Are banks purposely rejecting short sales in favor of less profitable foreclosures? Maybe so, but why? Some say it may be for reasons such as avoiding fraud or favorable accounting rules allowing banks to foreclose on a home without having to write down a loss until that home is sold as opposed marking the loss on short sales upon approval. However, if this is the case and the bank knows they have no intention of approving a short sale, why do they not only allow but encourage the seller to go through months of the process?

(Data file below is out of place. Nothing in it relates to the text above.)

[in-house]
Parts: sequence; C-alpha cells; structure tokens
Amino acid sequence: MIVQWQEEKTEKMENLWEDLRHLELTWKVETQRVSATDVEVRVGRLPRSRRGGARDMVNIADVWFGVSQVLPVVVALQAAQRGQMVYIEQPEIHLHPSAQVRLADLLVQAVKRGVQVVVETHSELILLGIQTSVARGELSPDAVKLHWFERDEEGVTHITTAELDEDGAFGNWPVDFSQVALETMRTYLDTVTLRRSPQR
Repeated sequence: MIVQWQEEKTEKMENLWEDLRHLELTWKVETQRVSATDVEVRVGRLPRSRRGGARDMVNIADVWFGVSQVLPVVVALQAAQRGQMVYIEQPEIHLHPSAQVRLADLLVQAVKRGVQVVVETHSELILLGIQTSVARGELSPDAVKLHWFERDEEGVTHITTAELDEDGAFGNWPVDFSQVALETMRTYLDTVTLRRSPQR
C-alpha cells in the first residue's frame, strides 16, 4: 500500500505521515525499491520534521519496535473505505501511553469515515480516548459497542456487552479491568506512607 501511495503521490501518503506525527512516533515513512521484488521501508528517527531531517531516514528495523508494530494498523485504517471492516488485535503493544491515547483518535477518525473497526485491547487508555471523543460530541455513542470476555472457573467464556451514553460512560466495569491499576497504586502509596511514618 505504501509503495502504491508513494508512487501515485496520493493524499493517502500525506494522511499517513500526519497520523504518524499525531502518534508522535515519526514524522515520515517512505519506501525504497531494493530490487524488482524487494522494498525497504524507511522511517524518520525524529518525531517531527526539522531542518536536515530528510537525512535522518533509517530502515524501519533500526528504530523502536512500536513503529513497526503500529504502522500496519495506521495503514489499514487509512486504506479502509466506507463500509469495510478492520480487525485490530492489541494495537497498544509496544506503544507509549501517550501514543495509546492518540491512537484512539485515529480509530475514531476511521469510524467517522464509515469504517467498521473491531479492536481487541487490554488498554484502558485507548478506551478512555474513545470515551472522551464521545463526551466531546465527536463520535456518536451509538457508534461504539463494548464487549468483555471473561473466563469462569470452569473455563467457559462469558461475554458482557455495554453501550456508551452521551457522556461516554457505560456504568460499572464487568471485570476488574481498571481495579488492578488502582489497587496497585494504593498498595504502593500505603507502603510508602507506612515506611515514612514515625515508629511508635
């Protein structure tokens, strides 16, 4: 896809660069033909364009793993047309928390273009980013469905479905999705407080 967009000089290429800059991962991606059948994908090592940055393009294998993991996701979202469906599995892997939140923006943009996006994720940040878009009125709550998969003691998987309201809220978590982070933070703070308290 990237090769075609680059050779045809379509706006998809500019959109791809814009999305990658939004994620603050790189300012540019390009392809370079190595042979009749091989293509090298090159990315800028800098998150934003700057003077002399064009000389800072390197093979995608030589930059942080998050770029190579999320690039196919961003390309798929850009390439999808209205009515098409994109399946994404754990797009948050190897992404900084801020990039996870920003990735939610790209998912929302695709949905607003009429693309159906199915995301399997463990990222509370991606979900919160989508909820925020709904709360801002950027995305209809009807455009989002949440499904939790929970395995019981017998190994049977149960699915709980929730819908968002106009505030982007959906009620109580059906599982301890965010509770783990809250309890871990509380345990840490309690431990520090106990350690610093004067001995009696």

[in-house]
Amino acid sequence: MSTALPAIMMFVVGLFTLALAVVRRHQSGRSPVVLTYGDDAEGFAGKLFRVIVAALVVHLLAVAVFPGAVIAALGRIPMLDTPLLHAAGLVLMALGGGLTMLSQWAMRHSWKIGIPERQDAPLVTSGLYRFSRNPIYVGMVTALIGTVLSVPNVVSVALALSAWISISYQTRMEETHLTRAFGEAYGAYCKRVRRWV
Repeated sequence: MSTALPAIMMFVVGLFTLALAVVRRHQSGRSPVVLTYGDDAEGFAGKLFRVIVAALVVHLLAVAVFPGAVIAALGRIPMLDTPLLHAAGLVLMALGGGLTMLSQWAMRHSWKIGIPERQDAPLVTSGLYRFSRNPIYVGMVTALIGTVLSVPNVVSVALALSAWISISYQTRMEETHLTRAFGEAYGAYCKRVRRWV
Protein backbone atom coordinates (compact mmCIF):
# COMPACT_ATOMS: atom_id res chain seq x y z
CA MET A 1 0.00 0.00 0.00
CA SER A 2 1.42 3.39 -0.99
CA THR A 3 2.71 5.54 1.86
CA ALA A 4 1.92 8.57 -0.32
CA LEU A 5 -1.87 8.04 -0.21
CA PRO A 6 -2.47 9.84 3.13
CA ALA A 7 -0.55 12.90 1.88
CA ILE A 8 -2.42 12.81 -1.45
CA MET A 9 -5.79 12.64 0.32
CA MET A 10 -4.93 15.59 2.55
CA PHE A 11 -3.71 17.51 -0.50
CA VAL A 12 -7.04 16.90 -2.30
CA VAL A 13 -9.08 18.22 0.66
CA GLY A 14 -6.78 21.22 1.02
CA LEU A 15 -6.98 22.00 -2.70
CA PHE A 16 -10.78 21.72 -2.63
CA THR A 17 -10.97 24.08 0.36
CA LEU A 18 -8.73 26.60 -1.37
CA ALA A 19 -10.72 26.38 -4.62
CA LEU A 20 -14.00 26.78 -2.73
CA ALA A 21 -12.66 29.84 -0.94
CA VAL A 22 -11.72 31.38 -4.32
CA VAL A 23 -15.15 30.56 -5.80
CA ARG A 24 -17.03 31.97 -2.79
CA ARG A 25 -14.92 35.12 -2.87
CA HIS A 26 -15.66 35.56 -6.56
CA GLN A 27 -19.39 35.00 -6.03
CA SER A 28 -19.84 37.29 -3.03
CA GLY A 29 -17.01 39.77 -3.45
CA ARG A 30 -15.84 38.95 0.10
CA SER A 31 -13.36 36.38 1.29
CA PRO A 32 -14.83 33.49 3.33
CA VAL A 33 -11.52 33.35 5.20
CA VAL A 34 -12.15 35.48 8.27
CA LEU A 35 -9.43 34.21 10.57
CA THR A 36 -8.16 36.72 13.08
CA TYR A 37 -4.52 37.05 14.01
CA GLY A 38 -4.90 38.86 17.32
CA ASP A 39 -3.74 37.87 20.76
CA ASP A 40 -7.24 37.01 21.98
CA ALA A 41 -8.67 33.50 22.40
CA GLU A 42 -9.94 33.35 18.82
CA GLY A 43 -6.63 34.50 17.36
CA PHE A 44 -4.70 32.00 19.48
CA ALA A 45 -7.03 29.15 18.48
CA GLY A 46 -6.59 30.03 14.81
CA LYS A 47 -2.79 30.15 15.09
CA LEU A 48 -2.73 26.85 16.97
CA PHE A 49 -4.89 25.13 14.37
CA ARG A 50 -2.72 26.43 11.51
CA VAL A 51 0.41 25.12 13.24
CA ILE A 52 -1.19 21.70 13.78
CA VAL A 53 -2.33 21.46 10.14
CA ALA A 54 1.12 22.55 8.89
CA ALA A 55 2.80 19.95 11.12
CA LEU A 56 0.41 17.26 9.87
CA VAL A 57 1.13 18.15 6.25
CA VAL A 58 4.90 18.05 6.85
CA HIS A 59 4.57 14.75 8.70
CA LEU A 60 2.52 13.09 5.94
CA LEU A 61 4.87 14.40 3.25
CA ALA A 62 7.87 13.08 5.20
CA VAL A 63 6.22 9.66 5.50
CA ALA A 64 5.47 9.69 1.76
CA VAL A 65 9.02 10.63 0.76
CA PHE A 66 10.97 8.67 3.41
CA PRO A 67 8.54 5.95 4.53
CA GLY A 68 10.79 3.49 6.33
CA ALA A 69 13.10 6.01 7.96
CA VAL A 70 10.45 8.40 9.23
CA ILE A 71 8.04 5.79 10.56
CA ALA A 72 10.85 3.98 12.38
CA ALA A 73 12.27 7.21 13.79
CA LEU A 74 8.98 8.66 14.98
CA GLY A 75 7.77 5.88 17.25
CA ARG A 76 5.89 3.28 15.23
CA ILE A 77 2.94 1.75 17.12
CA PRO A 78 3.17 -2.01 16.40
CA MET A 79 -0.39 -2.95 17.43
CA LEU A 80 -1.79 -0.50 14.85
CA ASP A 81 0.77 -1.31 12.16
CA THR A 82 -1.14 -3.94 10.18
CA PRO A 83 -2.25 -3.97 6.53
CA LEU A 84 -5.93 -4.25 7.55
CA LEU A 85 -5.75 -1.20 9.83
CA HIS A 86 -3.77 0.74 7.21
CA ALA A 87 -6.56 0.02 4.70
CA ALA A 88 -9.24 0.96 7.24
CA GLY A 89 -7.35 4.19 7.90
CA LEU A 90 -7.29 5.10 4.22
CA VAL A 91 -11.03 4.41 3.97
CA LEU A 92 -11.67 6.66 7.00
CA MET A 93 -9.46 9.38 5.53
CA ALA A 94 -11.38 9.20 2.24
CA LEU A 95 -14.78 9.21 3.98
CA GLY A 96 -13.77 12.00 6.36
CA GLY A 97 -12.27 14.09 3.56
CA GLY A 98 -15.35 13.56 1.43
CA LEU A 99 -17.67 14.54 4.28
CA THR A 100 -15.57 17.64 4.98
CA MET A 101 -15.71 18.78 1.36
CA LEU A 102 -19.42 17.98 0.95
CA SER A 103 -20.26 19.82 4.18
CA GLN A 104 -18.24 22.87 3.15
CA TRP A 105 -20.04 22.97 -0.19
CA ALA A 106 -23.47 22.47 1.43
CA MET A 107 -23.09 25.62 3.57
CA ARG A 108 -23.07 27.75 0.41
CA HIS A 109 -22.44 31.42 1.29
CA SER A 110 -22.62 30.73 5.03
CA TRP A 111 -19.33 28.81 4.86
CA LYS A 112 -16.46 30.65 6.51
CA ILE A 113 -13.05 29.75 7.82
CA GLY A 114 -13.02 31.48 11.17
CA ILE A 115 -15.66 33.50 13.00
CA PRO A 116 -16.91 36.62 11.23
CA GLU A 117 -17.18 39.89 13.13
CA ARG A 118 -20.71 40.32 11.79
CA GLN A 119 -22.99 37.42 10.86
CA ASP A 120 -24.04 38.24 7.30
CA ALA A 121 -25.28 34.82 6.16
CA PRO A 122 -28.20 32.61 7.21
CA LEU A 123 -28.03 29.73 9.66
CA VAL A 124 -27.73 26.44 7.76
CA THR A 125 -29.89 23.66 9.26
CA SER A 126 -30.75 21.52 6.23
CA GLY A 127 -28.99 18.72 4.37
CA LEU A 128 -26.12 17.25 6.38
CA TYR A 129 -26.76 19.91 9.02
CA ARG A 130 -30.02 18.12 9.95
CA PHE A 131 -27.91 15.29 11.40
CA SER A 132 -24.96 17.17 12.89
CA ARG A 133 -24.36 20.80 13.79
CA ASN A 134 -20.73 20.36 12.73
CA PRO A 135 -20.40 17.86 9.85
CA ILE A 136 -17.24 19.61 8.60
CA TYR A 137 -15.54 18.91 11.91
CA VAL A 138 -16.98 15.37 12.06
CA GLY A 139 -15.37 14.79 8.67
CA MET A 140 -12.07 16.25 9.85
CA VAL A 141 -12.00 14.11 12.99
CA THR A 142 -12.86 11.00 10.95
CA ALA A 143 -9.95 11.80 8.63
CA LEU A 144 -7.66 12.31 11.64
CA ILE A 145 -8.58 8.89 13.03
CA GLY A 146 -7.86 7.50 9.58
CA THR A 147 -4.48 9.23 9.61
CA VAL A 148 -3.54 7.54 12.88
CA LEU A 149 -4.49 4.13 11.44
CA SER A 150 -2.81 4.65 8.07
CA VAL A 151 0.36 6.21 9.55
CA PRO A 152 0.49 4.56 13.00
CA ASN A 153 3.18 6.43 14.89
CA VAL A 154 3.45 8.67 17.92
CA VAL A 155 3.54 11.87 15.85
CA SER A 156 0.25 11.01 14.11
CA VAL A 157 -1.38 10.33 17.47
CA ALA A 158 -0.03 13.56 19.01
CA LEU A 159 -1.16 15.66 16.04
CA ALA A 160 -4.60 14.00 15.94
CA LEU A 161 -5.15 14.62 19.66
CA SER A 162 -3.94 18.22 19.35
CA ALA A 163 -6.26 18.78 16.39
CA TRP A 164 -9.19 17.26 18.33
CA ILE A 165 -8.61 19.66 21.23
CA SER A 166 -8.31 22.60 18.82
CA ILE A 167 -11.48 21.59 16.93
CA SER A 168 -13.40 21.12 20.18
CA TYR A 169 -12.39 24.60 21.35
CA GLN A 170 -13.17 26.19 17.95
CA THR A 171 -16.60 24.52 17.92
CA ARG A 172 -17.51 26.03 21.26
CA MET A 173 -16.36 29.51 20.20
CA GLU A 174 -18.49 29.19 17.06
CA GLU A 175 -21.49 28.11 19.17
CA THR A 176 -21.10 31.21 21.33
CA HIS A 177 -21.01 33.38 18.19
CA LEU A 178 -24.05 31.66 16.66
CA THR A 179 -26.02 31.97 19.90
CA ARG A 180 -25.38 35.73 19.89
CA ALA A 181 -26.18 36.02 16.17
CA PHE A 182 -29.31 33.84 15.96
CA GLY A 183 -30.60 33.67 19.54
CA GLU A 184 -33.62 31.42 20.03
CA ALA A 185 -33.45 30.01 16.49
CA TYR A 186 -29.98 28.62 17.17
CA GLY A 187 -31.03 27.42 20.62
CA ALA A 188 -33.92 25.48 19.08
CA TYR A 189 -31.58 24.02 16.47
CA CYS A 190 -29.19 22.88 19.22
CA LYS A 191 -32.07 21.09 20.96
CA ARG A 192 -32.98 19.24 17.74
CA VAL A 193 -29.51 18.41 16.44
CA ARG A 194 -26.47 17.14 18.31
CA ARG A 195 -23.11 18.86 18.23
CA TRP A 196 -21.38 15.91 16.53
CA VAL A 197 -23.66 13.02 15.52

Each month that a seller is delinquent further contributes to the decline of that seller’s credit. Banks require homeowners to be delinquent and they must be rejected for a modification prior to entering the short sale process. Then, banks take many months to process short sales, propose extremely high counter offers or frequently claim to lose documents that have already been submitted. The customer service workers often say they are poorly trained and can rarely answer any inquiries regarding short sale status. Upon receiving denial letters banks will not provide precise reasons or numbers. Sellers and buyers are left wondering how and why the home foreclosed.
Does any of this sound familiar to you? Are you a buyer or seller who has been through a similar scenario? If so, make your voice heard. The attached New York Times article is looking for your short sale stories.